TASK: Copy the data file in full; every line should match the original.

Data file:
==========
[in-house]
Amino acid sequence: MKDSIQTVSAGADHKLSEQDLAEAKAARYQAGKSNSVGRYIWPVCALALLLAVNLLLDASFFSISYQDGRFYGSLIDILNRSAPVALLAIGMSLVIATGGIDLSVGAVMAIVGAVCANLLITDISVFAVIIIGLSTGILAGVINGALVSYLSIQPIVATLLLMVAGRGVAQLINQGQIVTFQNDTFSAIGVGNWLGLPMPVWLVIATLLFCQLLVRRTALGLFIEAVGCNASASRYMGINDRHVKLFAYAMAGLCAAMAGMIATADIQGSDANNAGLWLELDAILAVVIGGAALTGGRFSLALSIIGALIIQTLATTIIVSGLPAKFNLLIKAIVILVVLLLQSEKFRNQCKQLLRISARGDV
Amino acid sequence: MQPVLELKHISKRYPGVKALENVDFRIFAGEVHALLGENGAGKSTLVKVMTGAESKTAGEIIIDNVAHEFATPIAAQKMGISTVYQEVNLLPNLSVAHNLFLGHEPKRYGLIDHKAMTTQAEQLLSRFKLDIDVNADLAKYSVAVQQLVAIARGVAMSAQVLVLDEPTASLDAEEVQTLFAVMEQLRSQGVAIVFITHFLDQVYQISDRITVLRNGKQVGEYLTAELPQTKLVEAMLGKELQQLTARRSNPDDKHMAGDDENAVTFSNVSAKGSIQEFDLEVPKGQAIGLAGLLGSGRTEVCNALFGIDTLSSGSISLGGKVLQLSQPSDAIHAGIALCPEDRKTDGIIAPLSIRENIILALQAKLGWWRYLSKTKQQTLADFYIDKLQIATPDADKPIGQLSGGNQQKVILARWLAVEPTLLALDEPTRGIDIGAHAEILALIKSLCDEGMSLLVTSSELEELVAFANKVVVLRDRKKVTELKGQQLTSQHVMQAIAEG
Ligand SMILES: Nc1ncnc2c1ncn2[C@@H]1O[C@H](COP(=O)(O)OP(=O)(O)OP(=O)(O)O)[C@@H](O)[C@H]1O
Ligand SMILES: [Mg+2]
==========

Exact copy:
[in-house]
Amino acid sequence: MKDSIQTVSAGADHKLSEQDLAEAKAARYQAGKSNSVGRYIWPVCALALLLAVNLLLDASFFSISYQDGRFYGSLIDILNRSAPVALLAIGMSLVIATGGIDLSVGAVMAIVGAVCANLLITDISVFAVIIIGLSTGILAGVINGALVSYLSIQPIVATLLLMVAGRGVAQLINQGQIVTFQNDTFSAIGVGNWLGLPMPVWLVIATLLFCQLLVRRTALGLFIEAVGCNASASRYMGINDRHVKLFAYAMAGLCAAMAGMIATADIQGSDANNAGLWLELDAILAVVIGGAALTGGRFSLALSIIGALIIQTLATTIIVSGLPAKFNLLIKAIVILVVLLLQSEKFRNQCKQLLRISARGDV
Amino acid sequence: MQPVLELKHISKRYPGVKALENVDFRIFAGEVHALLGENGAGKSTLVKVMTGAESKTAGEIIIDNVAHEFATPIAAQKMGISTVYQEVNLLPNLSVAHNLFLGHEPKRYGLIDHKAMTTQAEQLLSRFKLDIDVNADLAKYSVAVQQLVAIARGVAMSAQVLVLDEPTASLDAEEVQTLFAVMEQLRSQGVAIVFITHFLDQVYQISDRITVLRNGKQVGEYLTAELPQTKLVEAMLGKELQQLTARRSNPDDKHMAGDDENAVTFSNVSAKGSIQEFDLEVPKGQAIGLAGLLGSGRTEVCNALFGIDTLSSGSISLGGKVLQLSQPSDAIHAGIALCPEDRKTDGIIAPLSIRENIILALQAKLGWWRYLSKTKQQTLADFYIDKLQIATPDADKPIGQLSGGNQQKVILARWLAVEPTLLALDEPTRGIDIGAHAEILALIKSLCDEGMSLLVTSSELEELVAFANKVVVLRDRKKVTELKGQQLTSQHVMQAIAEG
Ligand SMILES: Nc1ncnc2c1ncn2[C@@H]1O[C@H](COP(=O)(O)OP(=O)(O)OP(=O)(O)O)[C@@H](O)[C@H]1O
Ligand SMILES: [Mg+2]